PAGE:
Mean reaction times (lines) and error rates (bars) for action B (upper panel) and action A (lower panel) in Experiment 2. Either both features (full repetition), no feature (full alternation), or only one of the features (partial overlap conditions) are identical in action A and action B. Within each environment-related feature-overlap condition, error bars represent standard errors of the paired differences (see Pfister & Janczyk, 2013) between the body-related feature-overlap conditions

The analysis of error rates did not yield any main effects of environment-related feature overlap, F(1,37) = 1.30, p = .26, ηp2 = .03, body-related feature overlap, F(1,37) = 0.59, p = .45, ηp2 = .02, or ISI, F(1,37) = 7.33, p = .01, ηp2 = .17. However, as for RTs, the expected interaction between environment- and body-related feature overlap was significant, F(1,37) = 30.72, p < .001, ηp2 = .45. Again, neither the interaction of ISI and environment-related feature overlap, F(1,37) = 0.86, p = .36, ηp2 = .02, nor of ISI and body-related feature overlap, F(1,37) = 0.59, p = .45, ηp2 = .02, nor the three-way interaction, F(1,37) = 2.78, p = .10, ηp2 = .07, were significant.

Action A

As in Experiment 1, the RTs of action A (see Fig. 4, lower panel) were significantly lower when both actions had the same as opposed to a different environment-related effect, F(1,37) = 5.64, p = .02, ηp2 = .13, and in trials with differing as opposed to identical body-related effects, F(1,37) = 41.72, p < .001, ηp2 = .53. This, however, should be interpreted in the light of the significant cross-over interaction between environment- and body-related feature overlap, F(1,37) = 19.61, p < .001, ηp2 = .35. The main effect of ISI was significant, F(1,37) = 4.86, p = .03, ηp2 = .12, while the interactions between ISI and environment-related feature overlap, F(1,37) =.53, p = .47, ηp2 = .01, ISI and body-related feature overlap, F(1,37) = 0.16, p = .70, ηp2 < .01, and between all three factors were not, F(1,37) = 0.70, p = .41, ηp2 = .02.

Also the analysis of error rates for action A yielded more accurate responses in environment-related effect repetition, F(1,37) = 5.67, p = .02, ηp2 = .13, and finger-alternation trials, F(1,37) = 12.96, p = .001, ηp2 = .26, as opposed to environment-related effect alternation and finger-repetition trials, respectively. Notably, also the expected interaction between these two factors was significant, F(1,37) = 23.12, p < .001, ηp2 = .39. Further, there was no significant main effect of ISI, F(1,37) = 0.78, p = .38, ηp2 = .02, no interaction between ISI and environment-related feature overlap, F(1,37) = 0.39, p = .54, ηp2 = .01, or between ISI and body-related feature overlap, F(1,37) = 0.64, p = .43, ηp2 = .02, and no three-way interaction between all factors, F(1,37) = 2.46, p = .13, ηp2 = .06.

Discussion

Experiment 2 replicated the results of Experiment 1. Again, the mean difference between action A and action B RTs was significant (see Table 4), showing that participants planned action A in advance.

Most importantly, initiation of action B was again delayed if it shared one as compared to both or neither feature of a concurrently planned action A, thereby indicating the temporary binding of body-related and environment-related features during action planning. Importantly, this was obtained while possible differences of varying display changes between the four crucial conditions were ruled out.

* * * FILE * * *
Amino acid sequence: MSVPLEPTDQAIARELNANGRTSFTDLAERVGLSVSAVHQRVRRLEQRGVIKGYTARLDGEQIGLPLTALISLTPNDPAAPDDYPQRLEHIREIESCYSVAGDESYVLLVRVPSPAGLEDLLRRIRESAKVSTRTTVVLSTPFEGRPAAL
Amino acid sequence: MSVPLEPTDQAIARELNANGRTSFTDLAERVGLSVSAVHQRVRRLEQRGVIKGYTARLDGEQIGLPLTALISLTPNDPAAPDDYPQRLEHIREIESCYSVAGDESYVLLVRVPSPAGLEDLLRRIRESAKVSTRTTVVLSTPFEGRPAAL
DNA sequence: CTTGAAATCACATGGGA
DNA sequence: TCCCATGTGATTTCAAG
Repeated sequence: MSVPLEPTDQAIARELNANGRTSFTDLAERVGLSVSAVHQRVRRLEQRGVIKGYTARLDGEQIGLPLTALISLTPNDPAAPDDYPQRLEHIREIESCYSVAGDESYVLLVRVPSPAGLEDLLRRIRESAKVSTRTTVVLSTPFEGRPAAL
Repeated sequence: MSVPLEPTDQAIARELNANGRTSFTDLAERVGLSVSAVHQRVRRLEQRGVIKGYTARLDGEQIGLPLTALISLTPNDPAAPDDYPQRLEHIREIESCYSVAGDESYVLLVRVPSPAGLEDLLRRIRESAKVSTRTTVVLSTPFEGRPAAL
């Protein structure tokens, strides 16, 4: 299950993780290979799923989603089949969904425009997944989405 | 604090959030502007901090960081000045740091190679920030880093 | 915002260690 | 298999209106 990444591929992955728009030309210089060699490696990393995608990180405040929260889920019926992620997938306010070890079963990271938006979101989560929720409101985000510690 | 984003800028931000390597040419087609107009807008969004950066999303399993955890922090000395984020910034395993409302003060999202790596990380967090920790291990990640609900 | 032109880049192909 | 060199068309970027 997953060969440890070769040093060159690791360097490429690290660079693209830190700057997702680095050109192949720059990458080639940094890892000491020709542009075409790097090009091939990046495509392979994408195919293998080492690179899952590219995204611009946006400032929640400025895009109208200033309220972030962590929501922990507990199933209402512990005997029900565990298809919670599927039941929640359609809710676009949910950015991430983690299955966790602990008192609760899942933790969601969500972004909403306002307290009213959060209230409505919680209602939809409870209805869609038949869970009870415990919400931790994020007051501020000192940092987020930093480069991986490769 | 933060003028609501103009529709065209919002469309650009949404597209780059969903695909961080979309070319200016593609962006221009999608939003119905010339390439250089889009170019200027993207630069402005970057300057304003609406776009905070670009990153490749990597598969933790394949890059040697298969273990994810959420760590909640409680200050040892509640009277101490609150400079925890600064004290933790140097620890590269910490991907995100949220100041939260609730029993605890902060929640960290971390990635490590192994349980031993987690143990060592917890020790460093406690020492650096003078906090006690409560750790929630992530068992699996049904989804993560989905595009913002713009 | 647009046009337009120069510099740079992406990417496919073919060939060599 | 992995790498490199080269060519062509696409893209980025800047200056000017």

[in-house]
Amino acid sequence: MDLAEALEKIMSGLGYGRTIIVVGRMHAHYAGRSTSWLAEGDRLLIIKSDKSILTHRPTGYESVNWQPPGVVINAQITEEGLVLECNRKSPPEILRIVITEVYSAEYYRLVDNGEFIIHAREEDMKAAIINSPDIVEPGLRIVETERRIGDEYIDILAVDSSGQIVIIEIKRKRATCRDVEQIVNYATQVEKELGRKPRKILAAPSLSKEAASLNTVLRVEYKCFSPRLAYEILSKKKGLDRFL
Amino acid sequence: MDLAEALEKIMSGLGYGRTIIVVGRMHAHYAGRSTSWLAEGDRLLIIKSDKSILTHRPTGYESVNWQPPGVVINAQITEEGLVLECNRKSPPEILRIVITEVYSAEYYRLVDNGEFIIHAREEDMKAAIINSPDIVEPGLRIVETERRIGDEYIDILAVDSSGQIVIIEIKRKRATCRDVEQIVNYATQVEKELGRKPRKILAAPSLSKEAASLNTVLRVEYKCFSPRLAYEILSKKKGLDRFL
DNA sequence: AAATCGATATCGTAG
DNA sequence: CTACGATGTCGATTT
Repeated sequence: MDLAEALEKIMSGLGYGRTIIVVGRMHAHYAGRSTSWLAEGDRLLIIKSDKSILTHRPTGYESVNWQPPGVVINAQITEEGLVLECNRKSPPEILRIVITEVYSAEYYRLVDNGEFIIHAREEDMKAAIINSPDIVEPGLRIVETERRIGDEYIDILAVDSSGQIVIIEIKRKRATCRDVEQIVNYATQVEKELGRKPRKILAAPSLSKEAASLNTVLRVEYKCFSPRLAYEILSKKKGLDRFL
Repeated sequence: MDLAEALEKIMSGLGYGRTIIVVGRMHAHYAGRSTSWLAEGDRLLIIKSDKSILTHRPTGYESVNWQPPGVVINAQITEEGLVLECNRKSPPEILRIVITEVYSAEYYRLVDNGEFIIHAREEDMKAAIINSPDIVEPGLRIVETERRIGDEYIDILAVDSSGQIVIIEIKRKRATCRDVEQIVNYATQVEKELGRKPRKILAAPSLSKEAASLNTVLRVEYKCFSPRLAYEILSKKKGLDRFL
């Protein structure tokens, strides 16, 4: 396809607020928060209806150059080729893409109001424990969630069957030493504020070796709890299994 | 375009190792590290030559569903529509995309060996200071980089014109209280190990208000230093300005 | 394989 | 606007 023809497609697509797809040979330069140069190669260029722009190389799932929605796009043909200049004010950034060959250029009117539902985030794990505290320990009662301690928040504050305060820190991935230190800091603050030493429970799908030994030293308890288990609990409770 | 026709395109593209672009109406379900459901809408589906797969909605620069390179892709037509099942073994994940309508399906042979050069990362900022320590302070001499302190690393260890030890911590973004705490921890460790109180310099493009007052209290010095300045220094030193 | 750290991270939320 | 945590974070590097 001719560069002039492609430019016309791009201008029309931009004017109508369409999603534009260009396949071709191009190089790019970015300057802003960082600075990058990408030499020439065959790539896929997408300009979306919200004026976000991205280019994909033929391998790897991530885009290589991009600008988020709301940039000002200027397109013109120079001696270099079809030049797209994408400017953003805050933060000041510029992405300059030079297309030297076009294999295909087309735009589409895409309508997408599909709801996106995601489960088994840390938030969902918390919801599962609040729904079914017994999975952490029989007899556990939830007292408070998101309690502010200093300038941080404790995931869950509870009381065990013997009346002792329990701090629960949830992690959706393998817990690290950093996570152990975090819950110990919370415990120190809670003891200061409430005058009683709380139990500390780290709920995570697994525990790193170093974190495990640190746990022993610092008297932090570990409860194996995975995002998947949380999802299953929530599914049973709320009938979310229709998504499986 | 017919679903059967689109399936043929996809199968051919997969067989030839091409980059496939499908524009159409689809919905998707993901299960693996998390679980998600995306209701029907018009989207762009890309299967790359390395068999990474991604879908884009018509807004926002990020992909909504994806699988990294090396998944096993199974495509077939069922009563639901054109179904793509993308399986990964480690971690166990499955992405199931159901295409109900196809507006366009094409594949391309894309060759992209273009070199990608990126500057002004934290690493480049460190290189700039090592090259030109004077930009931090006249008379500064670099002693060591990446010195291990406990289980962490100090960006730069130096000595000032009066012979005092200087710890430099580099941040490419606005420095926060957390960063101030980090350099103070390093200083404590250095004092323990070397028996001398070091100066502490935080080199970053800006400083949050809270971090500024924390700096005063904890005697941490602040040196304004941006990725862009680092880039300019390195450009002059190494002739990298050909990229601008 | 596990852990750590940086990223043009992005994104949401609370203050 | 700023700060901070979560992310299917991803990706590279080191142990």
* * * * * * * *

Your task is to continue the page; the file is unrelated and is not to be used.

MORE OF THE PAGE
Regarding the main effects of environment- and body-related feature overlap, both were out significant for action A (surprisingly, with faster and more accurate responding in finger alternation than repetition trials). Importantly, for action B, features did not repeat or alternate with regard to a previously executed action (as was the case for action A), but with regard to a merely planned action. Remarkably, both main effects still seemed to have occurred for action B as well, although highly attenuated. To shed light on the functional equivalence benefit in action B, we combined the data of Experiments 1 and 2. Even this higher power analysis revealed only a tendency of faster initiation of action B if it aimed at the same environment-related effect as action A, F(1,63) = 2.97, p = .09, ηp2 = .05.

Interestingly, while Stoet and Hommel (1999) observed a tendency towards partial overlap benefits for action A, our first two experiments yielded partial overlap costs similar to action B. Apparently, in the current design, action plans for action B were not yet disintegrated when participants were to perform action A.

Experiment 3

Altogether, we found clear evidence for binding of environment-related action features during action planning when these features were equally task-relevant, that is, if they both had to be used for planning and retained for later action execution. This finding is, firstly, strong evidence against our body-relatedness hypothesis, as it is clearly possible for environment-related features to be bound to body-related features in the action planning process. Secondly, that a binding effect occurred in the present design with task-relevant body- and environment-related features but not in the study by Kunde et al. (2002) with a task-relevant body-related and a task-irrelevant environment-related feature is preliminary evidence for our task relevance hypothesis. However, the support for the task-relevance hypothesis would be even more convincing if rendering the environment-related features task-irrelevant removed indications of such binding (i.e., the characteristic interaction pattern of body-related and environment-related feature overlap). This is what we aimed to demonstrate in Experiment 3. Here we asked participants to plan an index or middle finger keypress for action A and to initiate such a keypress first for action B. Like in the previous experiments, the keypresses still produced towards or away movements of the cursor on the screen (depending on the stick figure position), but these movements were no more task-relevant.